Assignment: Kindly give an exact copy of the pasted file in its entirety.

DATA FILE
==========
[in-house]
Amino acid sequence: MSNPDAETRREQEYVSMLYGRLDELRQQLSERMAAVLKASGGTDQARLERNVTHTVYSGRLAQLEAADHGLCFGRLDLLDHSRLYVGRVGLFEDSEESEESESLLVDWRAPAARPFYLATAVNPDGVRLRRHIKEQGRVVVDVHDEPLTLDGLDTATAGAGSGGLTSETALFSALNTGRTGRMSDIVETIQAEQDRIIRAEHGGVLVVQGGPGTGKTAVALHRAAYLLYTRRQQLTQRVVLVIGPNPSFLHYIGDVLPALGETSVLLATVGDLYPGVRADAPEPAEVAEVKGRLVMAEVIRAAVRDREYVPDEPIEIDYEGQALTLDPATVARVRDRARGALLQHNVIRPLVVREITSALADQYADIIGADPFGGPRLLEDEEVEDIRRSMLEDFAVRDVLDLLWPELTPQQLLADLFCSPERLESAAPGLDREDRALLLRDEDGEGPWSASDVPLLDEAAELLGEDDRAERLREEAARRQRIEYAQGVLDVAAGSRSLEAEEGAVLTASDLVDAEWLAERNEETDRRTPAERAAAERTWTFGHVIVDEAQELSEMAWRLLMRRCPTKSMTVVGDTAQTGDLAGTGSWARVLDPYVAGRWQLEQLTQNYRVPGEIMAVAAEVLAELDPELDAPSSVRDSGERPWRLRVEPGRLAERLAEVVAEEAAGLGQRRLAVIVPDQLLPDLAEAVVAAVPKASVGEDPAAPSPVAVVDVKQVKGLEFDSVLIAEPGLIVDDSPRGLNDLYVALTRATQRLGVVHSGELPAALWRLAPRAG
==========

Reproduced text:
[in-house]
Amino acid sequence: MSNPDAETRREQEYVSMLYGRLDELRQQLSERMAAVLKASGGTDQARLERNVTHTVYSGRLAQLEAADHGLCFGRLDLLDHSRLYVGRVGLFEDSEESEESESLLVDWRAPAARPFYLATAVNPDGVRLRRHIKEQGRVVVDVHDEPLTLDGLDTATAGAGSGGLTSETALFSALNTGRTGRMSDIVETIQAEQDRIIRAEHGGVLVVQGGPGTGKTAVALHRAAYLLYTRRQQLTQRVVLVIGPNPSFLHYIGDVLPALGETSVLLATVGDLYPGVRADAPEPAEVAEVKGRLVMAEVIRAAVRDREYVPDEPIEIDYEGQALTLDPATVARVRDRARGALLQHNVIRPLVVREITSALADQYADIIGADPFGGPRLLEDEEVEDIRRSMLEDFAVRDVLDLLWPELTPQQLLADLFCSPERLESAAPGLDREDRALLLRDEDGEGPWSASDVPLLDEAAELLGEDDRAERLREEAARRQRIEYAQGVLDVAAGSRSLEAEEGAVLTASDLVDAEWLAERNEETDRRTPAERAAAERTWTFGHVIVDEAQELSEMAWRLLMRRCPTKSMTVVGDTAQTGDLAGTGSWARVLDPYVAGRWQLEQLTQNYRVPGEIMAVAAEVLAELDPELDAPSSVRDSGERPWRLRVEPGRLAERLAEVVAEEAAGLGQRRLAVIVPDQLLPDLAEAVVAAVPKASVGEDPAAPSPVAVVDVKQVKGLEFDSVLIAEPGLIVDDSPRGLNDLYVALTRATQRLGVVHSGELPAALWRLAPRAG